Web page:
Every year, over 10 million people aged 15-69 suffer from migraines, making migraines one of the most common health concerns in the UK. Over the years, migraine has become an especially common ailment, and the likelihood is, if you haven’t ever suffered from one yourself, you probably know someone who has.
What makes migraines so disabling is their impact on almost every aspect of a person’s life, from their work, education, relationships to mental health—you name it.
And don’t forget the enormous cost to the economy, with around £4.4 billion a year, is lost to three million migraine-related sick days. But did you know that more women suffer from migraines than men?
Statistics show as many as three times as many women as men suffer from migraines! This gender often endures migraines more frequently and for greater periods. But why is this the case? In this article, we will look at the two major contributors to why women suffer more migraines than men.
A lot of women who complain about migraines have reported a connection between their menstrual cycle and their migraine attacks. For many, their migraine symptoms start right before or during their period, often lasting days!
But why does this happen?
- Scientists have linked this occurrence of migraines to the natural drop in estrogen levels that occur before your period starts.
- This decline in estrogen is suspected to trigger a fall in serotonin levels (a neurotransmitter that stabilizes our mood, feelings of well-being, and happiness).
- The decline in serotonin then disrupts the function of the trigeminal nerve leading to the release of chemicals called vasodilators.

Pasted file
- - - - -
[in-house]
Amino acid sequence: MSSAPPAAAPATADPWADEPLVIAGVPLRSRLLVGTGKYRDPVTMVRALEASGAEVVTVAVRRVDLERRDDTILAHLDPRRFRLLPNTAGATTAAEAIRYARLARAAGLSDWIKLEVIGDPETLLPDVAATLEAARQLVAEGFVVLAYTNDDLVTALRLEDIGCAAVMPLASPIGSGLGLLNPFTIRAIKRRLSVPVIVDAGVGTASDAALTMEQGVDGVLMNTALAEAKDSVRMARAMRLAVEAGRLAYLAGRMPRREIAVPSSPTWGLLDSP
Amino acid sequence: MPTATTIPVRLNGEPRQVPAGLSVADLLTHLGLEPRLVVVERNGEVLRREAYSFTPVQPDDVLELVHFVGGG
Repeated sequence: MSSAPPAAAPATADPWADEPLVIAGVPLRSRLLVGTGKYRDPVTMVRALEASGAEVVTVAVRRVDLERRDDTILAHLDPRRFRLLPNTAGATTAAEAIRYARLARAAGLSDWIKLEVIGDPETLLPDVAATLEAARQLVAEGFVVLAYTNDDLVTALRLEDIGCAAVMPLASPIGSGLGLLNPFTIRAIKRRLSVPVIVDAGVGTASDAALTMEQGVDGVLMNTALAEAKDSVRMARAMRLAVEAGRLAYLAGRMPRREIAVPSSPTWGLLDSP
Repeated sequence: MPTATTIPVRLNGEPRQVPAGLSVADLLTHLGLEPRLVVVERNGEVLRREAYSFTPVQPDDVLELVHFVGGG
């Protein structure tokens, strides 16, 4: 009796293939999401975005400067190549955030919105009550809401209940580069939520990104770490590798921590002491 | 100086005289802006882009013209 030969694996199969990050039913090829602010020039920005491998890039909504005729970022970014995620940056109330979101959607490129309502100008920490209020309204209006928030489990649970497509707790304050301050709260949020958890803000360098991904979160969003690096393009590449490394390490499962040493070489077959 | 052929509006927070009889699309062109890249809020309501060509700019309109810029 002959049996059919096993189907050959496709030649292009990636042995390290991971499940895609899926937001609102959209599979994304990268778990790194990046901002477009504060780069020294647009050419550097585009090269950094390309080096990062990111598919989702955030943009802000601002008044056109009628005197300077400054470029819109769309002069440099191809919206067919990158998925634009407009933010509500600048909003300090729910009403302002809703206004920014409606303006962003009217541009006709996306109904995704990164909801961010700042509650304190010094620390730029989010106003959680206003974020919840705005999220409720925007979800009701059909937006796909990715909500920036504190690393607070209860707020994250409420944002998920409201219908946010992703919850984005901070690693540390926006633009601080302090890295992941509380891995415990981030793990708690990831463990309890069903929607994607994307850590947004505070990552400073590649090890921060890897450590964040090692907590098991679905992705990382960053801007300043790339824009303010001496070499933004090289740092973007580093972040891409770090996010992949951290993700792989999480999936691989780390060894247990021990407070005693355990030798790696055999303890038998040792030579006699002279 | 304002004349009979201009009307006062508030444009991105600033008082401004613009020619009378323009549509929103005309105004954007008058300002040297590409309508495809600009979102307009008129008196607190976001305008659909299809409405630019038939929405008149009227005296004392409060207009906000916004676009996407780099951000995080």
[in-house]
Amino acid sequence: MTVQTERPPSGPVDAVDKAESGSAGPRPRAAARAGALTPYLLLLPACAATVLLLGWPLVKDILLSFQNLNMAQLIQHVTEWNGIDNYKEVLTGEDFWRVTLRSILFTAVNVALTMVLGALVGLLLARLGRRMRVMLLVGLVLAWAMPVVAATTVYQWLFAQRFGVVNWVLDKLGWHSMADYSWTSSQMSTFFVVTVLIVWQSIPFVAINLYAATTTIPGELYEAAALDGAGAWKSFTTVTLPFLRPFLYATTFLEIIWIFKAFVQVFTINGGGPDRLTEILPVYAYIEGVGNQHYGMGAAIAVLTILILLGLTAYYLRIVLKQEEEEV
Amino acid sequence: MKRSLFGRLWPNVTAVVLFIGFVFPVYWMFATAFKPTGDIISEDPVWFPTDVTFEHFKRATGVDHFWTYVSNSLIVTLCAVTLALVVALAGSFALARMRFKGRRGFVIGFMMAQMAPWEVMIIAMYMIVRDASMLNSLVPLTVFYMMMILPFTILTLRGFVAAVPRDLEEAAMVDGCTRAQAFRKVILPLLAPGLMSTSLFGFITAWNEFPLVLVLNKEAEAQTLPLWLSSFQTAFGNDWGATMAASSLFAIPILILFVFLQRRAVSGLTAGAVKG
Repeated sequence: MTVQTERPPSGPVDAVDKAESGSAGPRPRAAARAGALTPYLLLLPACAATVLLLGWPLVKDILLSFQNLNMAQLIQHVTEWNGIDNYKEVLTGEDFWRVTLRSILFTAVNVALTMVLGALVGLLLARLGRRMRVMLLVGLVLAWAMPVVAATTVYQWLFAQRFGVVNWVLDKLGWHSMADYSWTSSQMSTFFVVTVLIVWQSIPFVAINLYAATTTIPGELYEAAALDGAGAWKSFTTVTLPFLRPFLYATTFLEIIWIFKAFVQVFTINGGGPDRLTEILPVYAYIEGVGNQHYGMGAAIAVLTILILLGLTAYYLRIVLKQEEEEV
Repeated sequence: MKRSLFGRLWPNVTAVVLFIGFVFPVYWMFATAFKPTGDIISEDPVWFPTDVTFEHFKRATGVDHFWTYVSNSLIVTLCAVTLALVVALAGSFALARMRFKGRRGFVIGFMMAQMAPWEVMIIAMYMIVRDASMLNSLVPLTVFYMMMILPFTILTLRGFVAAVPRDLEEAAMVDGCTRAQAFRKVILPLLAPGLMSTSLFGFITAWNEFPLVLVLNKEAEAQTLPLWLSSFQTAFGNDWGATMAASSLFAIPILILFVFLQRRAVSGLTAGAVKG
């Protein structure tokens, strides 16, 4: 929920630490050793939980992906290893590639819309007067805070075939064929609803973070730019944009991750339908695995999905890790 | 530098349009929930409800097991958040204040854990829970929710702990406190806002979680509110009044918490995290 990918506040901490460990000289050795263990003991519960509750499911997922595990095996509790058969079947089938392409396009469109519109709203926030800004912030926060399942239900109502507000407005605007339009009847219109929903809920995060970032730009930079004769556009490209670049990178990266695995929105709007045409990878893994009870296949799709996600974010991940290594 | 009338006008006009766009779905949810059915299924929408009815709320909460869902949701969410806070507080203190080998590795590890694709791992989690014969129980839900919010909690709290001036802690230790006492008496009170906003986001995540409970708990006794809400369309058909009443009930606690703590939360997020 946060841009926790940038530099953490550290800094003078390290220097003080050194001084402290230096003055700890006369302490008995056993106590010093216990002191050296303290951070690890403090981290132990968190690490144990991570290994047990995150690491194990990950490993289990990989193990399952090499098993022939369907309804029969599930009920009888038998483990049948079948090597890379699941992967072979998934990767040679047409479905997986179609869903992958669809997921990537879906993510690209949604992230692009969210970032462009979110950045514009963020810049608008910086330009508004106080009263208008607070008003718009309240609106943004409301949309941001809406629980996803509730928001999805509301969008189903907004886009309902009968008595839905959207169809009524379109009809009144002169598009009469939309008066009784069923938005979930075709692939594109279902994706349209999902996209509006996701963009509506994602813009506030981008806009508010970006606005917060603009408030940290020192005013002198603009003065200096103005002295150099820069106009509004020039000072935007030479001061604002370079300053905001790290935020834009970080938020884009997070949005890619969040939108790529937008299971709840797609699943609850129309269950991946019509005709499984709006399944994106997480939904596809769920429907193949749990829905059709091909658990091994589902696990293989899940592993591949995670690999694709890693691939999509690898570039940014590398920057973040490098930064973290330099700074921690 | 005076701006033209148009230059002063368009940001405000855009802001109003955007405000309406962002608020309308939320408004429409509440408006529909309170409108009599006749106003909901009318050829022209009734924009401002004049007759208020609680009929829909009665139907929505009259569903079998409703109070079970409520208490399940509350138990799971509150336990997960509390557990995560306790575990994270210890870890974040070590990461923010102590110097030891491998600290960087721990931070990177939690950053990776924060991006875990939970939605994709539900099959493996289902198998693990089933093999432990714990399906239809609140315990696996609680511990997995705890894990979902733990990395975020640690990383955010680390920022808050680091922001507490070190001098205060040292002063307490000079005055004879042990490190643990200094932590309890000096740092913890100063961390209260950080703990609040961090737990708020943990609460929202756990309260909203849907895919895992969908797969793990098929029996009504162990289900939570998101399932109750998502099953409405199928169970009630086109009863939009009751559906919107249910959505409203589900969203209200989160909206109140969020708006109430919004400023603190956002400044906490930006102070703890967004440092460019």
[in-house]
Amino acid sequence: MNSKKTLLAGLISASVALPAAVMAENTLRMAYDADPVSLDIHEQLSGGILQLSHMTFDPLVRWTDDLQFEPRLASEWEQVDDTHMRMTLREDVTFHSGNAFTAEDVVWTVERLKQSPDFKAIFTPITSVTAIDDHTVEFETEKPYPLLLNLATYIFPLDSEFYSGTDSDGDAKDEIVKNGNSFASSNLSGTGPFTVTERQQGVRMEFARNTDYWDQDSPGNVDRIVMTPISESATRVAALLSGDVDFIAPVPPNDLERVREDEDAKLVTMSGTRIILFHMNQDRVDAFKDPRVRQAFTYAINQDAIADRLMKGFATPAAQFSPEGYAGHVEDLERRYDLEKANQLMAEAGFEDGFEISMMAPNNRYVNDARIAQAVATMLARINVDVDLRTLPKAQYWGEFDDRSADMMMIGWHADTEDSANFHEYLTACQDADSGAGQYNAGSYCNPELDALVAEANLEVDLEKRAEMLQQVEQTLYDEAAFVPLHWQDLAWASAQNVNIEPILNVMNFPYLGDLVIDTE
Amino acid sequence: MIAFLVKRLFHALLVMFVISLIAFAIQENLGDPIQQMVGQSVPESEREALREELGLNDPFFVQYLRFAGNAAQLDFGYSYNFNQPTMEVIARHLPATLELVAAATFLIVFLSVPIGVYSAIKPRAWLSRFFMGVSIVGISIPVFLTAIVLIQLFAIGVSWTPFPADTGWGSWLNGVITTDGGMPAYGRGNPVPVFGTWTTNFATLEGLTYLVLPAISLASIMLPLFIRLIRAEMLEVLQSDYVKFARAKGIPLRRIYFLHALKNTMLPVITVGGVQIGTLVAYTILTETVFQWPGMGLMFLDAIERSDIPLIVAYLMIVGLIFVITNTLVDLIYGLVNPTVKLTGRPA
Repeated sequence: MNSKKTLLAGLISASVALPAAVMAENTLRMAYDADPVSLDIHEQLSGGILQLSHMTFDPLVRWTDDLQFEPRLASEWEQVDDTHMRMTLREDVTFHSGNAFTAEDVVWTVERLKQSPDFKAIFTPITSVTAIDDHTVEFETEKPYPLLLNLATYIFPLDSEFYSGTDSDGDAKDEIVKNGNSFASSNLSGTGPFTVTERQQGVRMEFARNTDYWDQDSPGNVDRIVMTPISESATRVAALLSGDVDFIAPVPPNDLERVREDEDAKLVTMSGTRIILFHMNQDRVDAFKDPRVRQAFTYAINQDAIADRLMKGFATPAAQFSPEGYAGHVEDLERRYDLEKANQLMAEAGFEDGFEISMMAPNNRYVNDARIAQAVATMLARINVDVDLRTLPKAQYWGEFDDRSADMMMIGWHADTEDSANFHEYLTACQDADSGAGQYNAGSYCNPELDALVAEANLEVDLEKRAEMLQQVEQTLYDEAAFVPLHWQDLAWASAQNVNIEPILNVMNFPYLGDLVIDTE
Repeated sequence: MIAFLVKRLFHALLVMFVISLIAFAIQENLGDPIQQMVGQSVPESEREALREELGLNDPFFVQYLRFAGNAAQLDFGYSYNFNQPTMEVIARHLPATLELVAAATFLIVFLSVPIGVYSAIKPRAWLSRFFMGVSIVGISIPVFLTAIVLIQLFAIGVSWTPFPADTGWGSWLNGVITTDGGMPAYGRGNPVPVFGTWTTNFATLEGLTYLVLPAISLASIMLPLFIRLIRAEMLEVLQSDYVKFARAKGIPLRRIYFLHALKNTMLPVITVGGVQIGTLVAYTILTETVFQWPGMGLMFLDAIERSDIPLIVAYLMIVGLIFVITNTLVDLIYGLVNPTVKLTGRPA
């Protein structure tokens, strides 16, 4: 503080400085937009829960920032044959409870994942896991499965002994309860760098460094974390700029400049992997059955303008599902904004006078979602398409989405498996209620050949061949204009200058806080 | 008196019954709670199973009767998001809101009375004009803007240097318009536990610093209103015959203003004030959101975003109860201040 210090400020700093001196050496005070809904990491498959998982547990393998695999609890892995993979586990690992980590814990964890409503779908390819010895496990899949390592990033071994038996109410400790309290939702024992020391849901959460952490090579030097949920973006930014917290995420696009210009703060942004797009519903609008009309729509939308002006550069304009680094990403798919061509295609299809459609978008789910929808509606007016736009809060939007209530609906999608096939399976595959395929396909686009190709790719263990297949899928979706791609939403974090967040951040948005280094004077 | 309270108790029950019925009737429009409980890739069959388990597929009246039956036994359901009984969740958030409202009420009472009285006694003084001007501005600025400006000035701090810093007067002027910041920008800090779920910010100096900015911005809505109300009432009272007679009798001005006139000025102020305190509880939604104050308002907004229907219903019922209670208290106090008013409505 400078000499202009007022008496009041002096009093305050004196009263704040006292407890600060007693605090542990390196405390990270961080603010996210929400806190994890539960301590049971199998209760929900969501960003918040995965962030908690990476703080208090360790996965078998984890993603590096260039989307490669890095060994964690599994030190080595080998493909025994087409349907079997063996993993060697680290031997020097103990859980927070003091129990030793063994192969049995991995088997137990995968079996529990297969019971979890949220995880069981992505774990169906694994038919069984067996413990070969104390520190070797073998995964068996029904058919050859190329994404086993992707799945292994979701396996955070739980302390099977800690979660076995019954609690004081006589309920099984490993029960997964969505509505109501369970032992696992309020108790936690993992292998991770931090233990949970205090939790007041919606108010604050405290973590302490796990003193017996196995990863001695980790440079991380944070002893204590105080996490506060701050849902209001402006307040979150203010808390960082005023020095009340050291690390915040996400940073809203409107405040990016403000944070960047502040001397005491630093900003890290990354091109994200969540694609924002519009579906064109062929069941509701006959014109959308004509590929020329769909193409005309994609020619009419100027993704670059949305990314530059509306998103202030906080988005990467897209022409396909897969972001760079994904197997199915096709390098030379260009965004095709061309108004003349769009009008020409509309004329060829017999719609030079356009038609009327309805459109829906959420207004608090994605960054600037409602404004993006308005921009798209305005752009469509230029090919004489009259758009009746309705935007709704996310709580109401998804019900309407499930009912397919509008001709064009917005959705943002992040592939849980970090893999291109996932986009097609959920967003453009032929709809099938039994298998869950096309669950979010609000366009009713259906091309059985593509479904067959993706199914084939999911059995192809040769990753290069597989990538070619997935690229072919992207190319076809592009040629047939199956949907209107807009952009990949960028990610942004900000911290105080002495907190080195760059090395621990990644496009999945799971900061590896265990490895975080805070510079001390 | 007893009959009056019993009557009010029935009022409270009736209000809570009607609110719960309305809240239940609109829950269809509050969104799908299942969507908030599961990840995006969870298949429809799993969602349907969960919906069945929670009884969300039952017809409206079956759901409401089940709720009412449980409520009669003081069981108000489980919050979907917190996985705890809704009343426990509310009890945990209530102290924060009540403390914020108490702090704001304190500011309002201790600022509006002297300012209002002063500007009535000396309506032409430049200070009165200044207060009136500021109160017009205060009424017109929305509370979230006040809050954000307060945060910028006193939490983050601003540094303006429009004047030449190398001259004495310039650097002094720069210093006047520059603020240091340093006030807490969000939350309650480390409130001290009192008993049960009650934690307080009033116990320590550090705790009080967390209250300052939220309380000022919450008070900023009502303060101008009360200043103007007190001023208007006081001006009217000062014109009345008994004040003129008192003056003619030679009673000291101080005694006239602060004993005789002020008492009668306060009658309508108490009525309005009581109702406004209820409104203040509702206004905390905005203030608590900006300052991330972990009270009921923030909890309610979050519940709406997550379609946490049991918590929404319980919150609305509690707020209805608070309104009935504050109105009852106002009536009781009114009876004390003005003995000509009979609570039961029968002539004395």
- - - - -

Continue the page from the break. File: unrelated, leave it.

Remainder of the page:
- Vasodilators cause blood vessels in your brain to swell.
- These swelling blood vessels put pressure on the brain, leading to migraines.
As you can see, the human body is truly complex and one event often has a cascade effect!
By definition, if you have migraine attacks that start between the two days before your period and the third day of flow, you likely have a menstrual migraine. Most times, these attacks are more severe, last longer, and cause greater light sensitivity than migraine attacks occurring other times of the month.
But during pregnancy, estrogen levels increase rapidly, helping the uterus and placenta better transfer nutrients and support the development of the baby. Therefore, many women report temporary reprieve from migraines during their pregnancy.
However, after giving birth, the level of estrogen drops significantly because it is no longer needed to support a pregnancy. The result—migraines come back.
Many women have come to accept headaches as a normal part of having a menstrual cycle. This is because menstrual migraines do not always respond to the same medicines that work on migraine attacks happening at other times. Doctors are yet to come up with a conclusive answer to why this is the case.
This doesn’t mean there are no treatment options, it just means they might not work for everyone. But with new medical advancements every year, we are bound to come up with more effective and long-lasting solutions.
Some women get migraines for the first time in the years just before menopause. For other things just get worse with their migraines increasing in frequency and severity. This period is known as perimenopause and can last up to ten years.
Though it’s part of the journey of being a woman, it can be an overwhelming time filled with irregular menstrual cycles, hyperhidrosis, difficulty sleeping...etc.
Though a precise explanation for why migraines increase during perimenopause is yet to be uncovered, medical experts point to a couple of culprits: